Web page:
We don't use the terms dangerous and brutal very much, but with wind chills of -10 to -30 they certainly apply Thursday night and Friday.
How did we get here? And how will we warm it up?
It's simply an extension of the Polar Vortex (NOT the vortex itself) that conspired to sweep Siberian air across the North Pole and down into the Lower 48. It doesn't happen often (last time was in February of this year), but when it does, it's accompanied by nasty wind and sub zero cold.
The warmup in these situations is about as quick as the cooldown. We should hit the 50s by Sunday morning.
Wind gusts have ramped up to near 40 mph, but we've only just begun in that department. We should peak at 50-plus near midnight, then slowly back off into the morning. Not like that's a cake walk, however. Some gusts could still hit 40 mph at times through the morning commute.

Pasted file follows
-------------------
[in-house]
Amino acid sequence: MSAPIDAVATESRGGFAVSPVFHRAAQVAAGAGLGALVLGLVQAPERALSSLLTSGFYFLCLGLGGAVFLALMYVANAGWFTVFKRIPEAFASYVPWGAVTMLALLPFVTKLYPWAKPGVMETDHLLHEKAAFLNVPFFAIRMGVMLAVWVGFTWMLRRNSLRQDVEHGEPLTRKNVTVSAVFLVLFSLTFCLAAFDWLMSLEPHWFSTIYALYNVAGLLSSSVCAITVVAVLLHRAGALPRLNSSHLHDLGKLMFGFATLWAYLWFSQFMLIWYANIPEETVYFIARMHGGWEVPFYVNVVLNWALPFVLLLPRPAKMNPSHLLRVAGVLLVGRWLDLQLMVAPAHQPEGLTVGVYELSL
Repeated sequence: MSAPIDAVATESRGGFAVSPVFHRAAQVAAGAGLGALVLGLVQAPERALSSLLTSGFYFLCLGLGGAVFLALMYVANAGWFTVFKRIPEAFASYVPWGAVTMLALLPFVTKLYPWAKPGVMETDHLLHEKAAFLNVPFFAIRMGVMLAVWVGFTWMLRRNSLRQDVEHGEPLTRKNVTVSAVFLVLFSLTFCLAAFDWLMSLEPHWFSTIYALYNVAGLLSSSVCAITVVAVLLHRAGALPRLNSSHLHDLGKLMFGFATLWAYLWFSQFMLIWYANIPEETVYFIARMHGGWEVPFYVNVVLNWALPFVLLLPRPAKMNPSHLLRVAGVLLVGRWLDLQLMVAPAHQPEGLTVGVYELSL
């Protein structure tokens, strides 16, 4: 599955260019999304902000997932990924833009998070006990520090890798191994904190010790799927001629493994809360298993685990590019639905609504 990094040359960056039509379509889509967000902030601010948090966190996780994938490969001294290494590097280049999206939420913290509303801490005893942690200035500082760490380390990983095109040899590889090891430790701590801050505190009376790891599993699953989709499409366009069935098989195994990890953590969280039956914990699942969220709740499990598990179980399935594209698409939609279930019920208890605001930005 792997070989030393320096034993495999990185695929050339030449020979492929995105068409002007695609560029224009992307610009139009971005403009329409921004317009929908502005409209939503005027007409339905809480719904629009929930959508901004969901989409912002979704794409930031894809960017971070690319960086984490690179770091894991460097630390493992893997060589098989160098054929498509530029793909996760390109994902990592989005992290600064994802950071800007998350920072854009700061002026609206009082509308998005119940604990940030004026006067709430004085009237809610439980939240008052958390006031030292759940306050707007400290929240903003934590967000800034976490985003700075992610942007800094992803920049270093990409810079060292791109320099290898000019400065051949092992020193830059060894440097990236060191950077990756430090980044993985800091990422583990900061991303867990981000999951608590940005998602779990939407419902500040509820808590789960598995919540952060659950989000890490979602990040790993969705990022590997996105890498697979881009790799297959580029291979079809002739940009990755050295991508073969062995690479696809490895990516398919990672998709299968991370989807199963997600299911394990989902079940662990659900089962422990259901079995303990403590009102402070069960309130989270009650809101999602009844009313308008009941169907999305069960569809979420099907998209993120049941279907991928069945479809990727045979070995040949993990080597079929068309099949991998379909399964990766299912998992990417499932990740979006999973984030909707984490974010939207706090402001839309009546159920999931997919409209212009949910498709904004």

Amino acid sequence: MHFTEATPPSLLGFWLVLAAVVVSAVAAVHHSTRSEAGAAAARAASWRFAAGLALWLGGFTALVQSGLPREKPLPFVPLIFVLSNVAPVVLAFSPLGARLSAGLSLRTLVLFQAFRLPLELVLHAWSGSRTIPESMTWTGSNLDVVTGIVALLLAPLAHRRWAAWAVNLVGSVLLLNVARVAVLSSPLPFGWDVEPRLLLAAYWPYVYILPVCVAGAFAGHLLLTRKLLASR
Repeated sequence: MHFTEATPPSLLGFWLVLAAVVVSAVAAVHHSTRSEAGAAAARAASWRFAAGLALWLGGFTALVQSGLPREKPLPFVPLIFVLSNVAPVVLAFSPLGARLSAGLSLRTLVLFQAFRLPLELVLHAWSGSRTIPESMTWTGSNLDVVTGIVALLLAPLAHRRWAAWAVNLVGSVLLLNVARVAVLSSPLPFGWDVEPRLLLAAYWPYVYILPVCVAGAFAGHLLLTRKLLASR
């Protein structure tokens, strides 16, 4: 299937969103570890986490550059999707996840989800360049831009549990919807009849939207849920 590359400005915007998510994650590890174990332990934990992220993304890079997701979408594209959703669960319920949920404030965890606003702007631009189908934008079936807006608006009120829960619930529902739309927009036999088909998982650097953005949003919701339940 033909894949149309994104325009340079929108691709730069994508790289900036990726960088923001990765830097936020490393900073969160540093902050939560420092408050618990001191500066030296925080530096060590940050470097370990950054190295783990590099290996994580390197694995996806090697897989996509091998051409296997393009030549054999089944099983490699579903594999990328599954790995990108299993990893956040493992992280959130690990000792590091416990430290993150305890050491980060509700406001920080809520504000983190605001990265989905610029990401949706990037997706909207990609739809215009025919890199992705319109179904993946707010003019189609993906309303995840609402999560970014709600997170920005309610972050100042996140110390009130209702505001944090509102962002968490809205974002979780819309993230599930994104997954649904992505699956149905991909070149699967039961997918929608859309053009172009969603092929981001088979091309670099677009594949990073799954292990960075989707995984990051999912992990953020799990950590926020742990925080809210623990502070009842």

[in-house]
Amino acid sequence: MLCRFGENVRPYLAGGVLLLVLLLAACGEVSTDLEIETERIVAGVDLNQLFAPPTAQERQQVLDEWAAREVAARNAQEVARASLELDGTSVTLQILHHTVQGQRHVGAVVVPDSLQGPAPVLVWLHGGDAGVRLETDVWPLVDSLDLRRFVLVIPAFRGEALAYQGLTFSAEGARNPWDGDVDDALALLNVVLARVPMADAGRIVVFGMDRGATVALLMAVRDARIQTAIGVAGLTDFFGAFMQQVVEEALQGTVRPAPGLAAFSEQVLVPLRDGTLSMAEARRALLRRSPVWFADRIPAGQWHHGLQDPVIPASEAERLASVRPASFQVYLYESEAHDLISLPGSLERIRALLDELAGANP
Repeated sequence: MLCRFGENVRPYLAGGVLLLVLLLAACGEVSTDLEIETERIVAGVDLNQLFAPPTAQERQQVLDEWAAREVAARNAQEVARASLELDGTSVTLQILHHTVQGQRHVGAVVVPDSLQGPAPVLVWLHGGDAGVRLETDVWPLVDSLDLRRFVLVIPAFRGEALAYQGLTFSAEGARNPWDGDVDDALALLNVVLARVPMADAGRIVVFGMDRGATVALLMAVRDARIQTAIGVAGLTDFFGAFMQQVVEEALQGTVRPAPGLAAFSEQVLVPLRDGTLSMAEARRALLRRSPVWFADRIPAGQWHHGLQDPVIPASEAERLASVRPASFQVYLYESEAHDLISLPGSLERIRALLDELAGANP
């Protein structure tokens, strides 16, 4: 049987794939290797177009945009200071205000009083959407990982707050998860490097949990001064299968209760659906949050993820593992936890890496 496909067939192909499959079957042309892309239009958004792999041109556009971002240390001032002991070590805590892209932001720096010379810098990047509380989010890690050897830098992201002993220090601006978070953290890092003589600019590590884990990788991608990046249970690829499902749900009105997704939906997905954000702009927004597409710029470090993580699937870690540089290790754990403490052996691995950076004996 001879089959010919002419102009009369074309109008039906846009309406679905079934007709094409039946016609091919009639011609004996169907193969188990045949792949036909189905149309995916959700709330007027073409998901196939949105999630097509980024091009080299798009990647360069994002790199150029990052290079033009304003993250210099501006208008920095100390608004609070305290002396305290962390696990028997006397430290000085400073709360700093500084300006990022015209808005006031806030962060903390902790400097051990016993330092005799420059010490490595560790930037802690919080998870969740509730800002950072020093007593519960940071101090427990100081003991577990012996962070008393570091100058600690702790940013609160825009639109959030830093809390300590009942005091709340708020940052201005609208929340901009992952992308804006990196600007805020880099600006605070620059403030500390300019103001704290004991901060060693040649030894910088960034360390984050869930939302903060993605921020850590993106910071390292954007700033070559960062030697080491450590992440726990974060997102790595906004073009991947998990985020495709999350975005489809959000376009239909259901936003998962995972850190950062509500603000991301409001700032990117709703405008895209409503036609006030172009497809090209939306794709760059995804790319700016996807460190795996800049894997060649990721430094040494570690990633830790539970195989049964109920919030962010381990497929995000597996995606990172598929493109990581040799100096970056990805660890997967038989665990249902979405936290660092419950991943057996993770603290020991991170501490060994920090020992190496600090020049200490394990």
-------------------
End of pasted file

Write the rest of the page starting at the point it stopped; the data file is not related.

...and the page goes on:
Gusts like that could bring down trees and power lines, and as if on cue, we've already had a few. This highlights the biggest worry tonight: power outages = no heat. We're in for a long night in that respect.
Cold will ease with the wind Friday afternoon. In fact, from the moment we bottom out tonight until midday Sunday, our temperatures will be warming. Starting slow at first, then surging on Saturday night and early Sunday.
We have to pay the ferryman though, and that means snow. We could see 2-5 inches in southern New England and 4 to 8 in northern New England. Snow should start up late Friday night and carry through Saturday morning. Changeover to rain is imminent in southern New England with some mixing north.
The warmth will scurry in early on Sunday before it's swept away later in the day.
We'll return to more temperate numbers on Monday and Tuesday - but still sub-freezing in most spots.
Hang in there and remember check on your neighbors.